After Knox's return to Calcutta the governor general's agent attending on Rana Bahadur in Banaras, was informed of the decision of the governor general in council the treaty of October 1801 was to be considered null and void.
Rana Bahadur Shah returned to Kathmandu in March 1804. accompanying him was Bhinsen Thapa who was to play a great roll in the politics of Nepal. After his return to Kathmandu, Rana Bahadur saw that his enemies like Damodar Pandey and four others were put to death. Apart from these executions, there was business like tone in the military offensive in the west was rapidly organized and put into execution.
One of the serious problems that Rana Bahadur faced was the situation of Palpa, which had been left more or less independent by a treaty signed between Bahadur Shah and King of Palpa. Rana Bahadur removed this by capturing and prisoning PrithiviPal Sen of Palpa on his way to Kathmandu to attend his sister's wedding. In 1806 mukhtiyar Rana Bahadur Shah was struck down in cold blood by his step-brother, Shere Bahadur Shah who was also slain by Jang Bahadur's father Balmarsingh Kunwar. After the death of the raja of Palpa, Bhim Sen Thapa appointed his father General Amar Singh Thapa to the governor of Palpa and the Nepalis tightened their control over this land.
(Important note:- There were two Amar Singh Thapas who were well known military commanders. One Amar Singh Thapa was the father of Bhim Sen Thapa who was given the title of 'Sardar' by a Lal Mohar of Girban Yuddha Bikram Shah and the second Amar Singh Thapa was the commander of the west from 1804 onwards was the general who opposed Gen. Octerlony in Anglo-Nepal war. This Amar Singh Thapa was given the title of Kazi and so he become Kazi Amar Singh Thapa).
Bhim Sen Thapa (1775-1893),(came in power in 1806)- The Anglo-Nepal war 1814-1816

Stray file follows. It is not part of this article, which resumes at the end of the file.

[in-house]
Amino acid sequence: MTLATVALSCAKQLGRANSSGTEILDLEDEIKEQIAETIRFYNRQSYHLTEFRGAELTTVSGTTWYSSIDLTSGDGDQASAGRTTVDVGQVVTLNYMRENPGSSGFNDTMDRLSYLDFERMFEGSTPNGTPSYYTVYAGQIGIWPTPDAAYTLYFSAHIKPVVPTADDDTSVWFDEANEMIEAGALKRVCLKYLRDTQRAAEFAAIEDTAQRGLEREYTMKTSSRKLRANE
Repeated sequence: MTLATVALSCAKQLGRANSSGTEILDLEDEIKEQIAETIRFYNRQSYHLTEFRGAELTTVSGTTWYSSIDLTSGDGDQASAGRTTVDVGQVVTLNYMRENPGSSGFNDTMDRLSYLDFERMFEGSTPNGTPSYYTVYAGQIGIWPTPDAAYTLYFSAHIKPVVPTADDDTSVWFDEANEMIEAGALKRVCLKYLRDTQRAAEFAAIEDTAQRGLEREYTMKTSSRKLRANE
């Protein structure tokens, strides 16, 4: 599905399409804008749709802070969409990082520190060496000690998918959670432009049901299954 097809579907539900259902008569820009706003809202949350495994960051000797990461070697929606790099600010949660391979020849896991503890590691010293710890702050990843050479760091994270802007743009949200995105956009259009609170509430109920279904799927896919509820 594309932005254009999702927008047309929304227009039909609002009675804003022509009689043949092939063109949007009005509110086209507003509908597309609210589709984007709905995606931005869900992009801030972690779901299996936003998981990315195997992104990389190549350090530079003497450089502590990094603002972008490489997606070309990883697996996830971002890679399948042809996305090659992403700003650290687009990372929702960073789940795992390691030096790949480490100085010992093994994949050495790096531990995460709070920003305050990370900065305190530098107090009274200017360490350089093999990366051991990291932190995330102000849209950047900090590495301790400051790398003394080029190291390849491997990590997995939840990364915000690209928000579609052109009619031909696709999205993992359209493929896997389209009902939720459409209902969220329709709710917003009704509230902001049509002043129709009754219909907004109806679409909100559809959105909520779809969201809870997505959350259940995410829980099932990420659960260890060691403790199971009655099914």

"…Nothing is nearer and dearer to his heart than the independence of his country"-H. Oldfield p. 299.
" euta Bhim Sen Thapa najanmeko bhaye, Nepal uhilai hinisakthyo"- Chandra Shamser J.B.R
Bhimsen Thapa a middle-rank Nepali army officer who had accompanied Rana Bahadur to Banaras as commander of his body guard returned to Kathmandu in 1804 with Rana Bahadur Shah. After this return, Damodat Pandey was one of the first to be put to death for plotting to keep Rana Bahadur in Banaras. The Pandey family then became the most embittered faction in Nepal. Rajrajeshwari Devi was packed off in a disgrace to Helambu. Rana Bahadur himself, ex-king though he was, served as mentor to his seven year old son, King Girban Yuddha.
With the assassination of Rana Bahadur, Bhim Sen Thapa seized the control of the government and by 1806 he put to death all his major opponents on the charge of conspiracy against the crown. The charge was never substantiated, nor is there any record of a trial or the confessions required by law.
Bhim Sen Thapa installed as Regent his master Rana Bahadur Shah's fifth wife, Lalita Tripura Sundari a close relative of his to the infant king. Bhim Sen Thapa era began ominously in a 'massacre', foretelling, perhaps, the tragic ending thirty-one years later in his suicide.
Prithivinarayn Shah's defeat of Captain Kinloch's attempted invasion of Nepal had made the British angry against the Nepalese. Further, the conquest and expansion of the Gorkhalis towards the Gharwal and Kumaon and the surrounding areas, made the British very suspicious of the Gorkhali motives. In order to control the Gorkhali's expansion, the British tried to instigate the kings of Gharwal and Kumaon against the Nepalese, but were not successful.
Within weeks of Bhim Sen Thapa's take-over, the Nepal army under the command of Kazi Amar Singh Thapa overran the Barha Thakurai west of Garhwal and clashed with king Sansar Chand, of the Fort Kangra.